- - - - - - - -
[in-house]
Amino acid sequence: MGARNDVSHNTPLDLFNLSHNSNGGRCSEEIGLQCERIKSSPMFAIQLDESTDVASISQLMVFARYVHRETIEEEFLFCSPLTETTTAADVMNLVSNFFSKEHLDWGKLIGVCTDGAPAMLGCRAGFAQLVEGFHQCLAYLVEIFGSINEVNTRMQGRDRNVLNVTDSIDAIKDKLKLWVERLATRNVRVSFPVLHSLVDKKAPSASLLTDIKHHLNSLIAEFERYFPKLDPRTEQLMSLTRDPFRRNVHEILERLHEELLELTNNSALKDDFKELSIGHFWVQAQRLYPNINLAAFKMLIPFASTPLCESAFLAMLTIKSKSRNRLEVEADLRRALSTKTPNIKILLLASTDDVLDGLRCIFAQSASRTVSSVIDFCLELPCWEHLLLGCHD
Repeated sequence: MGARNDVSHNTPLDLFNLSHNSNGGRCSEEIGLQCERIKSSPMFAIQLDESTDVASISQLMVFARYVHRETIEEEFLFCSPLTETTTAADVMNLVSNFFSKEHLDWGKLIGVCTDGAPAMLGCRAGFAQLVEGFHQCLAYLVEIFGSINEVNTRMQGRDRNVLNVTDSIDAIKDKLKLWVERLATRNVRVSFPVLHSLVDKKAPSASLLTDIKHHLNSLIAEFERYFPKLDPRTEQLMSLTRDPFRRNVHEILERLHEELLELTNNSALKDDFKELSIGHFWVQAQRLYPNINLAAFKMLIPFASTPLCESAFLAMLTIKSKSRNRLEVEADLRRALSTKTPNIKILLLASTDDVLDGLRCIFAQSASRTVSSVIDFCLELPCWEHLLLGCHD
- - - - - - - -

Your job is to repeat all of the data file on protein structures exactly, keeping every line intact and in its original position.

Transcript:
[in-house]
Amino acid sequence: MGARNDVSHNTPLDLFNLSHNSNGGRCSEEIGLQCERIKSSPMFAIQLDESTDVASISQLMVFARYVHRETIEEEFLFCSPLTETTTAADVMNLVSNFFSKEHLDWGKLIGVCTDGAPAMLGCRAGFAQLVEGFHQCLAYLVEIFGSINEVNTRMQGRDRNVLNVTDSIDAIKDKLKLWVERLATRNVRVSFPVLHSLVDKKAPSASLLTDIKHHLNSLIAEFERYFPKLDPRTEQLMSLTRDPFRRNVHEILERLHEELLELTNNSALKDDFKELSIGHFWVQAQRLYPNINLAAFKMLIPFASTPLCESAFLAMLTIKSKSRNRLEVEADLRRALSTKTPNIKILLLASTDDVLDGLRCIFAQSASRTVSSVIDFCLELPCWEHLLLGCHD
Repeated sequence: MGARNDVSHNTPLDLFNLSHNSNGGRCSEEIGLQCERIKSSPMFAIQLDESTDVASISQLMVFARYVHRETIEEEFLFCSPLTETTTAADVMNLVSNFFSKEHLDWGKLIGVCTDGAPAMLGCRAGFAQLVEGFHQCLAYLVEIFGSINEVNTRMQGRDRNVLNVTDSIDAIKDKLKLWVERLATRNVRVSFPVLHSLVDKKAPSASLLTDIKHHLNSLIAEFERYFPKLDPRTEQLMSLTRDPFRRNVHEILERLHEELLELTNNSALKDDFKELSIGHFWVQAQRLYPNINLAAFKMLIPFASTPLCESAFLAMLTIKSKSRNRLEVEADLRRALSTKTPNIKILLLASTDDVLDGLRCIFAQSASRTVSSVIDFCLELPCWEHLLLGCHD